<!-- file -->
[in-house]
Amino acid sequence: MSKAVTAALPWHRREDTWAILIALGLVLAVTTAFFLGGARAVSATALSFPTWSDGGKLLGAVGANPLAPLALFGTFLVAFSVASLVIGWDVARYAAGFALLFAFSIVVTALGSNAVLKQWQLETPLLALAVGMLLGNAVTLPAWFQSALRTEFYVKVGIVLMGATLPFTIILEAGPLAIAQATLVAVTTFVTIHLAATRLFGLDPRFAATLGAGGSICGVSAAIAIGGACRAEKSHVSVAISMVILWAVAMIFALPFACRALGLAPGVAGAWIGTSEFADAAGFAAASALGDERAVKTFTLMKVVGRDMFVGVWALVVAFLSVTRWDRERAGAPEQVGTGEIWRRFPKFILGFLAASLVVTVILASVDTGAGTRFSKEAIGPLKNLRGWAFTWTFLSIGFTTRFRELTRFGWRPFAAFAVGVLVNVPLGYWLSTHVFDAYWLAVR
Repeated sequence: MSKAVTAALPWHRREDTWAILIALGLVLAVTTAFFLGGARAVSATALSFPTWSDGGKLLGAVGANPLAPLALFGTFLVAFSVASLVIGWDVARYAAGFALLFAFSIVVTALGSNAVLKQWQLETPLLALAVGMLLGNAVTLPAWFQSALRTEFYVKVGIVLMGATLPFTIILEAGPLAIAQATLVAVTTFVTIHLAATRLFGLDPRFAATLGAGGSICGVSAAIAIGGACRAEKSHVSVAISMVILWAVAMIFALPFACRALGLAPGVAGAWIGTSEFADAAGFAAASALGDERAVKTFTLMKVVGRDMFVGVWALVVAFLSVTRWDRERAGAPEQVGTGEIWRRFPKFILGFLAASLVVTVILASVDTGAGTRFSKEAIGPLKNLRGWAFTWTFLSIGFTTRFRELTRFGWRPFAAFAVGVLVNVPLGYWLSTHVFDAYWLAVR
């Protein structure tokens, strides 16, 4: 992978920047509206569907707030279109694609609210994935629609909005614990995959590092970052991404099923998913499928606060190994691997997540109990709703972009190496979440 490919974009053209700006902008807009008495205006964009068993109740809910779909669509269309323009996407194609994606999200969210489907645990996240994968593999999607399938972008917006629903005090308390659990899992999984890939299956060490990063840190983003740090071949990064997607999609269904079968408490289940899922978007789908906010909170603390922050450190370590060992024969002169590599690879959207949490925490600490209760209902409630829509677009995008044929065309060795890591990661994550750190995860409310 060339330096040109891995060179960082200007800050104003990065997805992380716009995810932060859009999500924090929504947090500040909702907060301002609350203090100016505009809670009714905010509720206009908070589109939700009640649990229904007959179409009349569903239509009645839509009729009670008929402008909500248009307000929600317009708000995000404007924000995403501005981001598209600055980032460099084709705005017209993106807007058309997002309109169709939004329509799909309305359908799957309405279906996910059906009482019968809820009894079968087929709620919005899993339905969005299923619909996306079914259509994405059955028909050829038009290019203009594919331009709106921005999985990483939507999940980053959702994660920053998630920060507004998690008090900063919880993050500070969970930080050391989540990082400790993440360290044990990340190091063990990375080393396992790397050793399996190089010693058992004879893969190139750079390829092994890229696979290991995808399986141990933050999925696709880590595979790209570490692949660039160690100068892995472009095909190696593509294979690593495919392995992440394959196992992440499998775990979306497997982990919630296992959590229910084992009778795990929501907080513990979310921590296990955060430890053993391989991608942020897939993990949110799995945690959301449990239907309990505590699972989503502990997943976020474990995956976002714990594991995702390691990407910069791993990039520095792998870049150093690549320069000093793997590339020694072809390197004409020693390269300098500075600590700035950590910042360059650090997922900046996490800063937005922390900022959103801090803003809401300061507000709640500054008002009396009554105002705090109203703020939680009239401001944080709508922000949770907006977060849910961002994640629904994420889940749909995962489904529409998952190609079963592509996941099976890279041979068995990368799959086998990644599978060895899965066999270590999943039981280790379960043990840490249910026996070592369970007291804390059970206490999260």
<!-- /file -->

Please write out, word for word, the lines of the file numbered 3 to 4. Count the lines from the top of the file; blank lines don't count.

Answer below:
Repeated sequence: MSKAVTAALPWHRREDTWAILIALGLVLAVTTAFFLGGARAVSATALSFPTWSDGGKLLGAVGANPLAPLALFGTFLVAFSVASLVIGWDVARYAAGFALLFAFSIVVTALGSNAVLKQWQLETPLLALAVGMLLGNAVTLPAWFQSALRTEFYVKVGIVLMGATLPFTIILEAGPLAIAQATLVAVTTFVTIHLAATRLFGLDPRFAATLGAGGSICGVSAAIAIGGACRAEKSHVSVAISMVILWAVAMIFALPFACRALGLAPGVAGAWIGTSEFADAAGFAAASALGDERAVKTFTLMKVVGRDMFVGVWALVVAFLSVTRWDRERAGAPEQVGTGEIWRRFPKFILGFLAASLVVTVILASVDTGAGTRFSKEAIGPLKNLRGWAFTWTFLSIGFTTRFRELTRFGWRPFAAFAVGVLVNVPLGYWLSTHVFDAYWLAVR
């Protein structure tokens, strides 16, 4: 992978920047509206569907707030279109694609609210994935629609909005614990995959590092970052991404099923998913499928606060190994691997997540109990709703972009190496979440 490919974009053209700006902008807009008495205006964009068993109740809910779909669509269309323009996407194609994606999200969210489907645990996240994968593999999607399938972008917006629903005090308390659990899992999984890939299956060490990063840190983003740090071949990064997607999609269904079968408490289940899922978007789908906010909170603390922050450190370590060992024969002169590599690879959207949490925490600490209760209902409630829509677009995008044929065309060795890591990661994550750190995860409310 060339330096040109891995060179960082200007800050104003990065997805992380716009995810932060859009999500924090929504947090500040909702907060301002609350203090100016505009809670009714905010509720206009908070589109939700009640649990229904007959179409009349569903239509009645839509009729009670008929402008909500248009307000929600317009708000995000404007924000995403501005981001598209600055980032460099084709705005017209993106807007058309997002309109169709939004329509799909309305359908799957309405279906996910059906009482019968809820009894079968087929709620919005899993339905969005299923619909996306079914259509994405059955028909050829038009290019203009594919331009709106921005999985990483939507999940980053959702994660920053998630920060507004998690008090900063919880993050500070969970930080050391989540990082400790993440360290044990990340190091063990990375080393396992790397050793399996190089010693058992004879893969190139750079390829092994890229696979290991995808399986141990933050999925696709880590595979790209570490692949660039160690100068892995472009095909190696593509294979690593495919392995992440394959196992992440499998775990979306497997982990919630296992959590229910084992009778795990929501907080513990979310921590296990955060430890053993391989991608942020897939993990949110799995945690959301449990239907309990505590699972989503502990997943976020474990995956976002714990594991995702390691990407910069791993990039520095792998870049150093690549320069000093793997590339020694072809390197004409020693390269300098500075600590700035950590910042360059650090997922900046996490800063937005922390900022959103801090803003809401300061507000709640500054008002009396009554105002705090109203703020939680009239401001944080709508922000949770907006977060849910961002994640629904994420889940749909995962489904529409998952190609079963592509996941099976890279041979068995990368799959086998990644599978060895899965066999270590999943039981280790379960043990840490249910026996070592369970007291804390059970206490999260």